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  Volume 2, Number 2, April 2017 , pages 147-168

Finite element analysis of CFRP laminate repairs on damaged end regions of prestressed concrete bridge girders
Ian D. Shaw and Bassem Andrawes

    Over the past couple decades, externally bonded fiber reinforced polymer (FRP) composites have emerged as a repair and strengthening material for many concrete infrastructure applications. This paper presents an analytical investigation of the use of carbon FRP (CFRP) for a specific problem that occurs in concrete bridge girders wherein the girder ends are damaged by excessive exposure to deicing salts and numerous freezing/thawing cycles. A 3D finite element (FE) model of a full scale prestressed concrete (PC) I-girder is used to investigate the effect of damage to the cover concrete and stirrups in the end region of the girder. Parametric studies are performed using externally bonded CFRP shear laminates to determine the most effective repair schemes for the damaged end region under a short shear span-to-depth ratio. Experimental results on shear pull off tests of CFRP laminates that have undergone accelerated aging are used to calibrate a bond stress-slip model for the interface between the FRP and concrete substrate and approximate the reduced bond stress-slip properties associated with exposure to the environment that causes this type of end region damage. The results of these analyses indicate that this particular application of this material can be effective in recovering the original strength of PC bridge girders with damaged end regions, even after environmental aging.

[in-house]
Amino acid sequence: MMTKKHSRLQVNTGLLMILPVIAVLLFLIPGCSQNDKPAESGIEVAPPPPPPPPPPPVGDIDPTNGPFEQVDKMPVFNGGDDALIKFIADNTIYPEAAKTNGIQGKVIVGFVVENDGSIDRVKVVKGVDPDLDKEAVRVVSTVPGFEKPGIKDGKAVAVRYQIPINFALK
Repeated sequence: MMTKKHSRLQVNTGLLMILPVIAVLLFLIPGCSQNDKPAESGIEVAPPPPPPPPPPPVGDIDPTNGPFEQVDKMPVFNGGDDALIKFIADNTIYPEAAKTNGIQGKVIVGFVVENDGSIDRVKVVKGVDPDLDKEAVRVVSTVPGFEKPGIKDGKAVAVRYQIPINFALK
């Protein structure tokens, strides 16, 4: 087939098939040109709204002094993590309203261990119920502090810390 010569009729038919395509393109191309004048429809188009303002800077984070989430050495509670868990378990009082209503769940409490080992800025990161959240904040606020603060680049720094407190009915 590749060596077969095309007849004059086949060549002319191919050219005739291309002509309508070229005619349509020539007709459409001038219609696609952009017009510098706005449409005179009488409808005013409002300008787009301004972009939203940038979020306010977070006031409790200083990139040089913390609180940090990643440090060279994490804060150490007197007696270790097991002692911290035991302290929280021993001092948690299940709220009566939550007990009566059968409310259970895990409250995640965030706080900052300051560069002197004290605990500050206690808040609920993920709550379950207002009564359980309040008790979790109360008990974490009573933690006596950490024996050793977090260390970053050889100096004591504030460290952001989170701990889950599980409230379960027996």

Key Words
    finite element; prestressed concrete; FRP; repair; bridge girder; end region
Ian D. Shaw and Bassem Andrawes: Department of Civil and Environmental Engineering, University of Illinois at Urbana-Champaign, 205 N. Mathews, Urbana, IL 61801, USA

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